A new PAHO report on blood supply shows that less than half of those who give blood in Latin America and the Caribbean do so, on an altruistic basis.
Washington, DC, June 12, 2017 (PAHO / WHO) - Less than half of blood donors are volunteers in Latin America and the Caribbean, according to a report released today by the Pan American Health Organization (PAHO), before World Blood Donor Day is celebrated June 14.
The new report, Supply of Blood for Transfusion in Latin American and Caribbean Countries, 2014 and 2015, shows that while the percentage of voluntary blood donors grew from 38.5% to 44.1% between 2013 and 2015 in the region, it is still far from reaching the 100% level recommended by the World Health Organization (WHO) to ensure a sufficient and safe blood supply for transfusions.
"Everyone has the right to expect the blood they need to be available when needed. Unfortunately, many still suffer unnecessarily or even die because they do not have access to a safe and timely blood transfusion," said PAHO / WHO Director Carissa F. Etienne. "Universal access to safe and quality blood is essential if we are to provide comprehensive health care for all," she added.
The Caribbean has a higher percentage of voluntary donors (54.9%) than Latin America (43.2%), as well as a larger number of people donating blood. Some 71% of voluntary donations in the Caribbean in 2015 were obtained from people who donated blood or blood components at least twice that year, while in Latin America that figure was only 33.4%.
"We need to change the culture of a single donation motivated by urgency to a culture based on repeated, altruistic donation," said PAHO / WHO Regional Blood Services and Transplants Advisor, María Dolores Pérez-Rosales. "Only then will the blood banks of the countries of the region be able to achieve self-sufficiency and ensure that access to blood for transfusions is universal."
According to the report, which includes data from 36 countries in the region, only two countries from Latin America and eight from the Caribbean got all their blood donations from voluntary unpaid donors. These are Cuba and Nicaragua, and Aruba, Bermuda, Cayman Islands, Curacao, Guadeloupe, Guyana, Martinique and Suriname.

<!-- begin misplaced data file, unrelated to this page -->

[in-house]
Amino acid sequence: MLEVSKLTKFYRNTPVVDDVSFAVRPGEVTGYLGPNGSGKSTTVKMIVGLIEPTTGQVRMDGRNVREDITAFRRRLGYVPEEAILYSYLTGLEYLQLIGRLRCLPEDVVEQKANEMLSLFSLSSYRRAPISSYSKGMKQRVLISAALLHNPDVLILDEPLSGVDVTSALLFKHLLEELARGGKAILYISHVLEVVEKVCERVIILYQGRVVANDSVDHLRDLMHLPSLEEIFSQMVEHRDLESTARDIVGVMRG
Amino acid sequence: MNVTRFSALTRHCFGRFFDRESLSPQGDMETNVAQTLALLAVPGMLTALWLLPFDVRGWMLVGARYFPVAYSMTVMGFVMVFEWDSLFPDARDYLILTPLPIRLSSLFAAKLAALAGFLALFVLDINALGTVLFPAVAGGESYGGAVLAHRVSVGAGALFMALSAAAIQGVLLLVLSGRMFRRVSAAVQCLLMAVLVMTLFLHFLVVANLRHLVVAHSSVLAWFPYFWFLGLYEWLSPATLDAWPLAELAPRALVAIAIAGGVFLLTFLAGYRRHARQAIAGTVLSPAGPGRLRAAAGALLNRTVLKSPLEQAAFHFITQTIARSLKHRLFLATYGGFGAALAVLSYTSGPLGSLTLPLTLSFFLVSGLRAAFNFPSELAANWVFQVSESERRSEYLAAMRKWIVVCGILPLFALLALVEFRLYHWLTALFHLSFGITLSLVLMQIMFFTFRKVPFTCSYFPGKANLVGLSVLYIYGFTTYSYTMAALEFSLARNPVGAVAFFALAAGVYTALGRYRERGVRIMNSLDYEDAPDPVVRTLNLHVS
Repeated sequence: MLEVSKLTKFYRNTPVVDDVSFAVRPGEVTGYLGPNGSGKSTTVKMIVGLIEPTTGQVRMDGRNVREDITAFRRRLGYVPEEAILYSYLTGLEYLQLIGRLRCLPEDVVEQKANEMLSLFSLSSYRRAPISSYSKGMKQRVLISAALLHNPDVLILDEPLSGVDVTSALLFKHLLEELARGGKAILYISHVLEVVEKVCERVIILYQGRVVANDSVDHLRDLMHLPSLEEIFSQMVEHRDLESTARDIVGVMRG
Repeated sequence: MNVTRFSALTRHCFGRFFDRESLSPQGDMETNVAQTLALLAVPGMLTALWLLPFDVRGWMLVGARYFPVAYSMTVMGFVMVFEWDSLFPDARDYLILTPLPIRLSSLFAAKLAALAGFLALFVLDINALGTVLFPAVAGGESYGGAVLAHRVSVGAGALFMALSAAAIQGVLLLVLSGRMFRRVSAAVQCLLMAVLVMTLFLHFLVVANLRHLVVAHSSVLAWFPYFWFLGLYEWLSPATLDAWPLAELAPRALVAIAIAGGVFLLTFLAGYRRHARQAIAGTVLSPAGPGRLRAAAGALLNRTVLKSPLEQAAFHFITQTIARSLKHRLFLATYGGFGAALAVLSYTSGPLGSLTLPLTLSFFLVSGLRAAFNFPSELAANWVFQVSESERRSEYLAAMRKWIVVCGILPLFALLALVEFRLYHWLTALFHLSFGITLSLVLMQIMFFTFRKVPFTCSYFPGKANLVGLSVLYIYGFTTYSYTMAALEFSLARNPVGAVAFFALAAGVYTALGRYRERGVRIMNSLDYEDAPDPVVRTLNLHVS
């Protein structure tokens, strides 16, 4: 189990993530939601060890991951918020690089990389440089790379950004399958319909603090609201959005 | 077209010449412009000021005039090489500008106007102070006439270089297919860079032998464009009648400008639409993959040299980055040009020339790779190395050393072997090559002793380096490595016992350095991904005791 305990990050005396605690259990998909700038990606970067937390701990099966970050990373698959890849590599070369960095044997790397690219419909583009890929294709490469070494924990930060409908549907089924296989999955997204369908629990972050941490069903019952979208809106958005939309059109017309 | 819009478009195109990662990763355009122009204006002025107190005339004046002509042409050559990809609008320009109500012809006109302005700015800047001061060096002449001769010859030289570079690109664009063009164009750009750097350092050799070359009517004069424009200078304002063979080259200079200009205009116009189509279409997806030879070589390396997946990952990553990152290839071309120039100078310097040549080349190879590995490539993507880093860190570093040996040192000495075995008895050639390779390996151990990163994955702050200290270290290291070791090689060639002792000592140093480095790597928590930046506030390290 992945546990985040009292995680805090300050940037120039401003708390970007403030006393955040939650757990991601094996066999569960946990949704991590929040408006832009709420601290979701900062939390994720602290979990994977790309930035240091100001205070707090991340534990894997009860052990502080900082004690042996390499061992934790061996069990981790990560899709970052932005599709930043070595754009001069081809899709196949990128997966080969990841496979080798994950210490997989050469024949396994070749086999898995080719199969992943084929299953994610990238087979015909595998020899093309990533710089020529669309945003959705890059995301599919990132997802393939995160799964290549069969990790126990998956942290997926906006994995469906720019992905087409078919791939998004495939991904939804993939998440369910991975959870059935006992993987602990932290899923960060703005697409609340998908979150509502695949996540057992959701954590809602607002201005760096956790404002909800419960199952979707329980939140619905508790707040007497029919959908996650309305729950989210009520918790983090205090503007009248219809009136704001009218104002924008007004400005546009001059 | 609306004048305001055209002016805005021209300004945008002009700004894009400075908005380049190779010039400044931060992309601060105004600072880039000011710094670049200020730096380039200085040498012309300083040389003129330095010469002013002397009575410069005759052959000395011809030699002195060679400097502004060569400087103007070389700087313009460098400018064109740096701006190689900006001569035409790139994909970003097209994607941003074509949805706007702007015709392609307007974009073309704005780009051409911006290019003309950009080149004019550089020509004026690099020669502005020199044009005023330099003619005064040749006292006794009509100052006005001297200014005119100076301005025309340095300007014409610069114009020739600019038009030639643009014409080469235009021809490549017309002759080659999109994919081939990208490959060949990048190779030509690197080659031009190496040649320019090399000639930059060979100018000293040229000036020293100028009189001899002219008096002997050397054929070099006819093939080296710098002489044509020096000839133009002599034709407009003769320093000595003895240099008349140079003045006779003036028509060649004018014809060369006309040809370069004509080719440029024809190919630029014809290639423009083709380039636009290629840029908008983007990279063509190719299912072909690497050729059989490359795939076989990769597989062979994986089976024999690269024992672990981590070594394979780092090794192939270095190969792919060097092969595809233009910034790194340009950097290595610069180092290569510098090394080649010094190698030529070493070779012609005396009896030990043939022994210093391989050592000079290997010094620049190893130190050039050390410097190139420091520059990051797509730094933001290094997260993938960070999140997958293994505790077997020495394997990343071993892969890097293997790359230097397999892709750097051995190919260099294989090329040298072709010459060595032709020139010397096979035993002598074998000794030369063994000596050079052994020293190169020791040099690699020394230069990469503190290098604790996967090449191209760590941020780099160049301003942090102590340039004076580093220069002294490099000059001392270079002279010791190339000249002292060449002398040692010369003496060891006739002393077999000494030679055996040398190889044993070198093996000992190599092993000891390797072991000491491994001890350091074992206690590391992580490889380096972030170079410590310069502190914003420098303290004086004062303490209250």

The report also presents data on the profile of donors. Of the total donors in 2015 in both Latin America and the Caribbean, about 62% were men and 38% women. According to information presented by 12 Caribbean countries, the majority of donors (48%) are between 24 and 44 years old, while in Latin America, according to data from six countries, the largest number of donors (43%) is between 18 And 24 years old.
Other findings in the report show that more countries today, 14 compared to 6 countries in 2011, are now aware of their blood needs at the national level, which facilitates collection planning. In addition, almost all countries achieved 100% blood screening for infections that can be transmitted by transfusion. Currently, 23 countries in the region (14 Latin America and 9 in the Caribbean) have a national blood policy, 5 more countries than in 2011.
Donate blood. Donate now. Donate often.
On 14 June each year, World Blood Donor Day is celebrated to raise awareness of the need for safe blood and blood components and to thank donors for a gift that saves lives. This year's campaign focuses on blood donation during emergencies, when demand for blood transfusions increases, as well as the population's interest in helping. This is why this year's slogan is "What can you do? Donate blood. Donate now. Donate often."
Blood transfusions are an essential component of emergency medical care. Adequate blood supply during emergencies requires a well-organized blood transfusion service, which can only be ensured with the collaboration of the entire community and with a donor population committed to voluntary unpaid donations throughout the year.
Regional Event in Peru
The Andean Health Organization - Hipólito Unanue Convention (ORAS - CONHU), headquartered in Lima, Peru will host the regional event on June 14 at 9 am (Peru time), is. The activity can be followed in through: www.livestream.com/paho
The organization was chosen in recognition of recent work by the countries that make up the Andean sub region to form the Andean Sub regional Safe Blood Commission, and the approval in 2015 of the Andean Universal Access to Safe Blood Plan 2016-2020.